Spanish stocks are the only developed market suffering losses this year as Prime Minister Mariano Rajoy fails to rein in the budget deficit fast enough to assure investors.
The IBEX 35 Index (IBEX) dropped 2.1 percent in 2012 through yesterday, the only decline among 24 developed markets tracked by Bloomberg. That compares with an 11 percent rally in the Stoxx Europe 600 Index (SXXP), the best start to a year since 1998. The Spanish gauge has erased all gains that followed the European Central Bank’s Dec. 8 announcement of unlimited three-year loans for banks at below-market borrowing costs.
Investors are shunning Spain after Rajoy said the budget deficit will be higher than forecast while Germany praised Italian Prime Minister Mario Monti’s “bold” austerity measures. Spanish benchmark borrowing costs rose above Italy’s for the first time in almost eight months in March, while analysts have cut profit estimates for Spain this year at the fastest pace among Europe’s 10 largest markets.
“Since you got Monti in Italy, the market has said, ‘Fine, Italy is in safe pair of hands,’” said Jacob de Tusch-Lec, a fund manager who helps oversee $18 billion at Artemis Investment Management in London. “It is tough to see in Spain for now what can resolve the crisis. Things are so bad that as an investor you ask yourself, ‘Do I need to be there?’”
Rajoy increased the target for this year’s deficit to 5.8 percent of gross domestic product from 4.4 percent following a summit of European leaders on March 2, three months after taking office. The IBEX 35 has dropped 2 percent since the move that Rajoy called a “sovereign decision” for Spain alone. The index rose 0.4 percent to 8,426.7 at the close in Madrid today.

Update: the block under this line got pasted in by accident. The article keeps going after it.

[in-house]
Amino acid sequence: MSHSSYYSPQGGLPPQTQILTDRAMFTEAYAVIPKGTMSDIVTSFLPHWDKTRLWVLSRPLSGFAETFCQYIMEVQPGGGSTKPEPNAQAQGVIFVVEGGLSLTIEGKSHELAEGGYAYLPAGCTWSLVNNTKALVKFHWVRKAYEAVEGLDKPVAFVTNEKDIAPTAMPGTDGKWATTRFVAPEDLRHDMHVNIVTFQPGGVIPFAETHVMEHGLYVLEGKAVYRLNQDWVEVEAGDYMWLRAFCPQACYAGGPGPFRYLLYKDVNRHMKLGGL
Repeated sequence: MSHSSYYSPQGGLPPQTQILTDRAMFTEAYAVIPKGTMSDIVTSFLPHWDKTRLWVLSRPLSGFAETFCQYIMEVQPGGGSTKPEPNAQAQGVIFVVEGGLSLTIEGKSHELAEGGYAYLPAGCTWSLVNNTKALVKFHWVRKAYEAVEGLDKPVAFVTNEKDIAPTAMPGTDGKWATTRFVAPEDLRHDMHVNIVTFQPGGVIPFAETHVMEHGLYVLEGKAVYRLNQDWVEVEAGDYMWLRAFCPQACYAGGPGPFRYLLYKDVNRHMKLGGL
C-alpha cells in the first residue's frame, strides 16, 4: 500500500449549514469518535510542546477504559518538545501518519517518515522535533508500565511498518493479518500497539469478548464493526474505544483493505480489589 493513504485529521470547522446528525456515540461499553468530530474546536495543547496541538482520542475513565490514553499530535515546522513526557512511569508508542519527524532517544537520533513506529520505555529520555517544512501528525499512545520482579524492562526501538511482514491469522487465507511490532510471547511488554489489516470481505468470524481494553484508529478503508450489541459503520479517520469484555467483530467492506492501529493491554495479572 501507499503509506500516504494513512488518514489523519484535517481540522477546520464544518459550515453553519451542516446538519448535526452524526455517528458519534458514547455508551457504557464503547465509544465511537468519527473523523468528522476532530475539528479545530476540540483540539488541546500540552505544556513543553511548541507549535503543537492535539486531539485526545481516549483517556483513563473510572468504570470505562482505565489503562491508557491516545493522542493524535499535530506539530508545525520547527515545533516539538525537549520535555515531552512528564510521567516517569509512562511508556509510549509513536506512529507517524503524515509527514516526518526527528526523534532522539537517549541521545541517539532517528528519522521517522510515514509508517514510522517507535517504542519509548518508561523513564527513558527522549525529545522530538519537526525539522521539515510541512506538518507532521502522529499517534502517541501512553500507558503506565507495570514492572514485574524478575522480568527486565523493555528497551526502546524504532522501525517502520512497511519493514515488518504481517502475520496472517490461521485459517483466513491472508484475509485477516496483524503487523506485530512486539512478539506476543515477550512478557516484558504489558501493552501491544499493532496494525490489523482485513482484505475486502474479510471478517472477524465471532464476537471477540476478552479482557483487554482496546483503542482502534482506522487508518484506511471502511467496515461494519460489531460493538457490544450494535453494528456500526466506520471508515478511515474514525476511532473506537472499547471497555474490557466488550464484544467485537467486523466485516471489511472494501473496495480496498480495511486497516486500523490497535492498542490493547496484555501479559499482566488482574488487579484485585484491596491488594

Spanish lenders are saddled with 175 billion euros ($228 billion) of troubled real-estate assets after a property bubble burst and the economy contracted. They had the second-highest capital shortfall in the European Banking Authority’s stress tests in December, after Greece. The association reported that Spanish lenders needed to raise 26.2 billion euros as of the third quarter of 2011, compared with 15.4 billion euros for Italian firms.
Spain’s jobless rate is 23 percent, more than double the euro-region average, while economist projections compiled by Bloomberg show GDP may shrink 1 percent this year, its third contraction in four years. That compares with forecasts for a 0.4 percent contraction in the euro area as a whole, Bloomberg data show. Home prices fell the most on record in the fourth quarter, the government said today.
While Italy has announced a 20 billion-euro austerity plan to balance the budget by 2013, Spain’s 15 billion euros in cuts are already falling short. Monti has overhauled the Italian pension system, raised taxes and wants to change labor laws, winning praise this week from German Chancellor Angela Merkel for his “bold” efforts.
In Portugal, western Europe’s poorest economy, Prime Minister Pedro Passos Coelho is cutting spending and raising taxes to meet the terms of a 78 billion-euro bailout plan that allowed the country to avoid default. He said March 5 he will not follow Spain in easing deficit targets. Rajoy is due to present spending plans and additional austerity measures on March 30.
The IBEX 35 has fallen to the lowest level since June compared with Italy’s FTSE MIB Index, according to data compiled by Bloomberg.